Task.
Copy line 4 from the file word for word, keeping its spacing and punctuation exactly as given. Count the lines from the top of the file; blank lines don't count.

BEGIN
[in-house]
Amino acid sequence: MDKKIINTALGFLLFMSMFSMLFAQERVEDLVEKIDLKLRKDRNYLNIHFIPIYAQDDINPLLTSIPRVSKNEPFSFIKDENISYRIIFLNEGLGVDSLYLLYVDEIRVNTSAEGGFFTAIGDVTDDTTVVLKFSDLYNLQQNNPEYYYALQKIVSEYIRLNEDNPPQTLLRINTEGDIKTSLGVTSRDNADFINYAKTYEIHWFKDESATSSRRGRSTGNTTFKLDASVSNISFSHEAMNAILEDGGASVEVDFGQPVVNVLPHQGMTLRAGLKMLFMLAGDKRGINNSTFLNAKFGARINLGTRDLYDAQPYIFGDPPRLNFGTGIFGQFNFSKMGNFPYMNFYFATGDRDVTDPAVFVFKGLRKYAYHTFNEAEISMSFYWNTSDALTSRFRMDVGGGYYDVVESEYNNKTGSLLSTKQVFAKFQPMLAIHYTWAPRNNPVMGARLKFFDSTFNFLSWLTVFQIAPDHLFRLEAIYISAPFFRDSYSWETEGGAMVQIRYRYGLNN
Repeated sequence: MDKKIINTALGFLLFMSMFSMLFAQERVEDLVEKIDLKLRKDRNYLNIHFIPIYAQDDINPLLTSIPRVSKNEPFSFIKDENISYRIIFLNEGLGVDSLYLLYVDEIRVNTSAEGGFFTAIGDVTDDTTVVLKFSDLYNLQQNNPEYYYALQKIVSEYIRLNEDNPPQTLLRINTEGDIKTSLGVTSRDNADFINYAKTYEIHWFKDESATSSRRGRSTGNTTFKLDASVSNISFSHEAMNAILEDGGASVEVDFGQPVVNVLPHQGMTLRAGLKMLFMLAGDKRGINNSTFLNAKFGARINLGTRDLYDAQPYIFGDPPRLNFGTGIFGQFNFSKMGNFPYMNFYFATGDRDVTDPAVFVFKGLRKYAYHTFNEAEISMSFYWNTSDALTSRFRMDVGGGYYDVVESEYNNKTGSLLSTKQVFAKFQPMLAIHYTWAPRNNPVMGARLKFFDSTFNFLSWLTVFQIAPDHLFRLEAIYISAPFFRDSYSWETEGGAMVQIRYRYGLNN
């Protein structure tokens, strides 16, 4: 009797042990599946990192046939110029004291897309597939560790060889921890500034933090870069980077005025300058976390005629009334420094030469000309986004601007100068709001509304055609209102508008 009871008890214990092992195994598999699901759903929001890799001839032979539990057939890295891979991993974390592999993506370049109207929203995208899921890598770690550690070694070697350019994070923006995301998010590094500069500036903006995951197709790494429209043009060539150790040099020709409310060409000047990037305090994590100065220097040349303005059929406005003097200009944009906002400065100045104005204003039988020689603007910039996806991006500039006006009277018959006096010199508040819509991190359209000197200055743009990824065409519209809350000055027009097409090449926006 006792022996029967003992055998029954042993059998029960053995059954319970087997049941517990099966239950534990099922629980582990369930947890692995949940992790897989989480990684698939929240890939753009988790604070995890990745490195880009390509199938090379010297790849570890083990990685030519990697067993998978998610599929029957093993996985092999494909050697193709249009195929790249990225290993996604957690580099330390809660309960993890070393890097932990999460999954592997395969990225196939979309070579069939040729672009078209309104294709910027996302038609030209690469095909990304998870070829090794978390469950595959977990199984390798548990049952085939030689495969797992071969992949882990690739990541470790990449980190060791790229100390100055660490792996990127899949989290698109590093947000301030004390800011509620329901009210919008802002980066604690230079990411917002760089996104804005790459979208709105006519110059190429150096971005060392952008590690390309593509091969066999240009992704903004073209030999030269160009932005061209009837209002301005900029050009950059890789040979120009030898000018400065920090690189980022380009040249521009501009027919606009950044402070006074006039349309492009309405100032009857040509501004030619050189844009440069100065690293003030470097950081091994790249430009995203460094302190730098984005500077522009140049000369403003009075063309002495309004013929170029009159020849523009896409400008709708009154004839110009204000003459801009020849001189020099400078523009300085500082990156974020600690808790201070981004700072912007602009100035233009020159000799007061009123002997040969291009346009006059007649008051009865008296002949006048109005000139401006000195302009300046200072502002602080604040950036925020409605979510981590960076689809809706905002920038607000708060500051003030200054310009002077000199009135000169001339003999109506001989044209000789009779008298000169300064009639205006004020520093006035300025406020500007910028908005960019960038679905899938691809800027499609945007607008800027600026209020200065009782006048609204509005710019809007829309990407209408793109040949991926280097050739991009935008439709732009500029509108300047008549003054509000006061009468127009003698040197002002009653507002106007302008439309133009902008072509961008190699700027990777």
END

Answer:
């Protein structure tokens, strides 16, 4: 009797042990599946990192046939110029004291897309597939560790060889921890500034933090870069980077005025300058976390005629009334420094030469000309986004601007100068709001509304055609209102508008 009871008890214990092992195994598999699901759903929001890799001839032979539990057939890295891979991993974390592999993506370049109207929203995208899921890598770690550690070694070697350019994070923006995301998010590094500069500036903006995951197709790494429209043009060539150790040099020709409310060409000047990037305090994590100065220097040349303005059929406005003097200009944009906002400065100045104005204003039988020689603007910039996806991006500039006006009277018959006096010199508040819509991190359209000197200055743009990824065409519209809350000055027009097409090449926006 006792022996029967003992055998029954042993059998029960053995059954319970087997049941517990099966239950534990099922629980582990369930947890692995949940992790897989989480990684698939929240890939753009988790604070995890990745490195880009390509199938090379010297790849570890083990990685030519990697067993998978998610599929029957093993996985092999494909050697193709249009195929790249990225290993996604957690580099330390809660309960993890070393890097932990999460999954592997395969990225196939979309070579069939040729672009078209309104294709910027996302038609030209690469095909990304998870070829090794978390469950595959977990199984390798548990049952085939030689495969797992071969992949882990690739990541470790990449980190060791790229100390100055660490792996990127899949989290698109590093947000301030004390800011509620329901009210919008802002980066604690230079990411917002760089996104804005790459979208709105006519110059190429150096971005060392952008590690390309593509091969066999240009992704903004073209030999030269160009932005061209009837209002301005900029050009950059890789040979120009030898000018400065920090690189980022380009040249521009501009027919606009950044402070006074006039349309492009309405100032009857040509501004030619050189844009440069100065690293003030470097950081091994790249430009995203460094302190730098984005500077522009140049000369403003009075063309002495309004013929170029009159020849523009896409400008709708009154004839110009204000003459801009020849001189020099400078523009300085500082990156974020600690808790201070981004700072912007602009100035233009020159000799007061009123002997040969291009346009006059007649008051009865008296002949006048109005000139401006000195302009300046200072502002602080604040950036925020409605979510981590960076689809809706905002920038607000708060500051003030200054310009002077000199009135000169001339003999109506001989044209000789009779008298000169300064009639205006004020520093006035300025406020500007910028908005960019960038679905899938691809800027499609945007607008800027600026209020200065009782006048609204509005710019809007829309990407209408793109040949991926280097050739991009935008439709732009500029509108300047008549003054509000006061009468127009003698040197002002009653507002106007302008439309133009902008072509961008190699700027990777």